Kat Dawson, Politics & Prose, Washington, D.C.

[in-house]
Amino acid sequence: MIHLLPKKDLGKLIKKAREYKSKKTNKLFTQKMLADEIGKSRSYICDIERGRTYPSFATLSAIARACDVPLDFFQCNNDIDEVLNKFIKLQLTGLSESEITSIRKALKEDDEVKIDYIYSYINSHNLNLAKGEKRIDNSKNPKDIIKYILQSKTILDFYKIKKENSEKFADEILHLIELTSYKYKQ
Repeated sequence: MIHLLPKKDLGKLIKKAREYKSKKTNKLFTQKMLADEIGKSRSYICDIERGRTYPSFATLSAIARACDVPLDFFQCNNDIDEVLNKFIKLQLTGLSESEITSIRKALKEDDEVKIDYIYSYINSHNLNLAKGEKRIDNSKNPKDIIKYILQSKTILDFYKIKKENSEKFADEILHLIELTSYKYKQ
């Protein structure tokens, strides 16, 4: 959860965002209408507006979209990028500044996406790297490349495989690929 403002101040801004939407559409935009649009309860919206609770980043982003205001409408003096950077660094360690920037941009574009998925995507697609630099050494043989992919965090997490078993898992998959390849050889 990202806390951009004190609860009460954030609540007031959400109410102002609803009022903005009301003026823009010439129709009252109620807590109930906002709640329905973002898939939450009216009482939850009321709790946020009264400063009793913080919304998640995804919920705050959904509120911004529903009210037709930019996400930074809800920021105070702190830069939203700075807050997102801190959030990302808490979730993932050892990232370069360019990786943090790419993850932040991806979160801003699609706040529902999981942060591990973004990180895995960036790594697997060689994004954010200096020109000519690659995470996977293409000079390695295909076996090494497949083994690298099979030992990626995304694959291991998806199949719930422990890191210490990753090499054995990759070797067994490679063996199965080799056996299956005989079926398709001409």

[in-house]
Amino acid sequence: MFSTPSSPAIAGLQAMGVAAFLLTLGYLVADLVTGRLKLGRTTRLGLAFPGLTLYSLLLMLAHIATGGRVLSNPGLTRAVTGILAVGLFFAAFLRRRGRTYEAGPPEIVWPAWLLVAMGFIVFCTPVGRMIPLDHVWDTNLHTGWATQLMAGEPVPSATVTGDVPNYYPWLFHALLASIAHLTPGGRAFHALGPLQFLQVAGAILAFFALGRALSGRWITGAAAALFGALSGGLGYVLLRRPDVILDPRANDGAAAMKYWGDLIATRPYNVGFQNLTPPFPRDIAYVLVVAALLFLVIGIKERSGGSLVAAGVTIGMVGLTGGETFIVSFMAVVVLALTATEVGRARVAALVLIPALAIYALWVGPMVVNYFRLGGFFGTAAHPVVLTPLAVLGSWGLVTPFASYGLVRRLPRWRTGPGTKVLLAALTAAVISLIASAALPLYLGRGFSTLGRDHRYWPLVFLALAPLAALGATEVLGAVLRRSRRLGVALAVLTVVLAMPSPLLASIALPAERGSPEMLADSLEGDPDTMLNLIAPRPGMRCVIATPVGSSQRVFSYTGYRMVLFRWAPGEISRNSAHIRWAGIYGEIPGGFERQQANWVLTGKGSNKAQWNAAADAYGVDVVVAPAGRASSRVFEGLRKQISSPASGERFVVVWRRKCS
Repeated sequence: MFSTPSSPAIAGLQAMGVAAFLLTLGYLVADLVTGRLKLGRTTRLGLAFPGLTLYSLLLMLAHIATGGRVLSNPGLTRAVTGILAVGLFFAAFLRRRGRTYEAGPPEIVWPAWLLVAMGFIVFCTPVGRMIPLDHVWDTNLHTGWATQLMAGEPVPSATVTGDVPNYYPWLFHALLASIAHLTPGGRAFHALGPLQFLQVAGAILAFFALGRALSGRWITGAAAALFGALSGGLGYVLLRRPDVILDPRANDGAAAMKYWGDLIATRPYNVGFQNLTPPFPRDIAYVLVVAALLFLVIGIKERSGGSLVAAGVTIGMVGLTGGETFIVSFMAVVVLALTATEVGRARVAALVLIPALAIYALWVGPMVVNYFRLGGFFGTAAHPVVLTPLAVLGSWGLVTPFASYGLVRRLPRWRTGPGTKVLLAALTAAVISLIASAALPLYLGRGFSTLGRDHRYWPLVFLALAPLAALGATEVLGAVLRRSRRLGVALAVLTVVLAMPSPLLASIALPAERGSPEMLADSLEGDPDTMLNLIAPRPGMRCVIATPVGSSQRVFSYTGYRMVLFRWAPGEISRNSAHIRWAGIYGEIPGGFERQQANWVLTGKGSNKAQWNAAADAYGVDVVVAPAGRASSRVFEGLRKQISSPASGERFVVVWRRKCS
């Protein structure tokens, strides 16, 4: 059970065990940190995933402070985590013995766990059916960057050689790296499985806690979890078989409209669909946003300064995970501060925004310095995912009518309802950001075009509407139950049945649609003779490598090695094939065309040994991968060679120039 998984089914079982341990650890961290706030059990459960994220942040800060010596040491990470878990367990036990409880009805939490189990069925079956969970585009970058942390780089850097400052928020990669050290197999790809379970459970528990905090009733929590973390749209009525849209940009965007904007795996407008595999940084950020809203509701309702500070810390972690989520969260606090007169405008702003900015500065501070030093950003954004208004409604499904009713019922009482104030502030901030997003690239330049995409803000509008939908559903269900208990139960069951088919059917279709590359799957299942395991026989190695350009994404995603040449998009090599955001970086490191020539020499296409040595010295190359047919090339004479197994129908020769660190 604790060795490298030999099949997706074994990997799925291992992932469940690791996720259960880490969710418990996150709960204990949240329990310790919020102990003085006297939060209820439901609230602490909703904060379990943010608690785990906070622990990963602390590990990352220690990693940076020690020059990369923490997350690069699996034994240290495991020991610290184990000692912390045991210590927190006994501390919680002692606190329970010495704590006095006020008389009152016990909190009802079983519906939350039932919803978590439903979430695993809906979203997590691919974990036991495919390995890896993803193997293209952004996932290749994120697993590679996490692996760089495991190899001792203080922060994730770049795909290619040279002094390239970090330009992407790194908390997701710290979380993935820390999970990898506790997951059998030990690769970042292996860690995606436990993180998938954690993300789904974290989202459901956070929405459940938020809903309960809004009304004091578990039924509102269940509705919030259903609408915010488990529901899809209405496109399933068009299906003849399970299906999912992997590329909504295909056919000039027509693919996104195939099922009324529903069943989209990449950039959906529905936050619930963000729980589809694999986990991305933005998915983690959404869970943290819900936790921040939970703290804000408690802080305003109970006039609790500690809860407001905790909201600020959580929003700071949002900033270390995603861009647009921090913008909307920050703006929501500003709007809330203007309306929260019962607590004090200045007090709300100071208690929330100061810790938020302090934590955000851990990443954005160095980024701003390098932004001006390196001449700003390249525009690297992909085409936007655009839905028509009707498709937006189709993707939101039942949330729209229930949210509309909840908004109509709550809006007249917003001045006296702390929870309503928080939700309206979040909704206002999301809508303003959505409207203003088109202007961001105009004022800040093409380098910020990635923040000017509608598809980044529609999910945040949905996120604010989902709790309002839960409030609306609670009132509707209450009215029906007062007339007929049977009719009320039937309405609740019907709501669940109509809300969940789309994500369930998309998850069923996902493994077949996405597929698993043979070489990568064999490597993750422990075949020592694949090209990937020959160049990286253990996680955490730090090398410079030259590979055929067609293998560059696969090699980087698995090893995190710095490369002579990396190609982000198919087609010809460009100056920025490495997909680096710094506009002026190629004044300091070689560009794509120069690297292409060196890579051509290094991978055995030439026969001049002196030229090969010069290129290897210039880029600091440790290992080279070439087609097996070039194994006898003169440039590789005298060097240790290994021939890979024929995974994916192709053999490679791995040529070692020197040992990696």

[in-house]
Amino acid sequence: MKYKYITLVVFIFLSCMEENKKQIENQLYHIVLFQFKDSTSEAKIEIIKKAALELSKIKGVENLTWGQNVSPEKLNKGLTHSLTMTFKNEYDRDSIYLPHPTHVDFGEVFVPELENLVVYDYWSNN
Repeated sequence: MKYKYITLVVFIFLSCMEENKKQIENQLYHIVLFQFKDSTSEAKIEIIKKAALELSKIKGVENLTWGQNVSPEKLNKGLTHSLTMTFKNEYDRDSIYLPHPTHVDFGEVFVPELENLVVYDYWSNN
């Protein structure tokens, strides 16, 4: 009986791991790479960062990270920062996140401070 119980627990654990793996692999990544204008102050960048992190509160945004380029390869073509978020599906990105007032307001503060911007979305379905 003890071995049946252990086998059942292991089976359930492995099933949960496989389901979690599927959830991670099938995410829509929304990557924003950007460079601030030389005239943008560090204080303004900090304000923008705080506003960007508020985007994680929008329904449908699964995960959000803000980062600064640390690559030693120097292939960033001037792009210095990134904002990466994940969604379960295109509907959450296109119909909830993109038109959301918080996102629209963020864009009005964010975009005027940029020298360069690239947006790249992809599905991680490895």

I was immediately sucked into Mehmet Murat Somer's The Kiss Murder [Penguin, Dec. 30] from the opening paragraph, upon meeting the dryly sarcastic Turkish transvestite protagonist. Somer transports us into the fast-paced life of a male computer technician by day and a drag nightclub manager by night—as she tries to figure out who is behind the murder of one of the girls at the club. Somer has crafted a character with such a sharp sense of humor and keen-eye glibness, I didn't know whether to hold my breath at cliffhanging moments or burst out laughing at her commentary. Parts of the story are fantastically reminiscent of 1950s era pulp novels about drag queens and gay nightlife, but what I truly appreciated was Somer's ability to craft a strong piece with all of the tensions of a strong murder mystery without the blood and gore. The Istanbul setting provides a fantastic playground for this humorous page-turner to unfold within.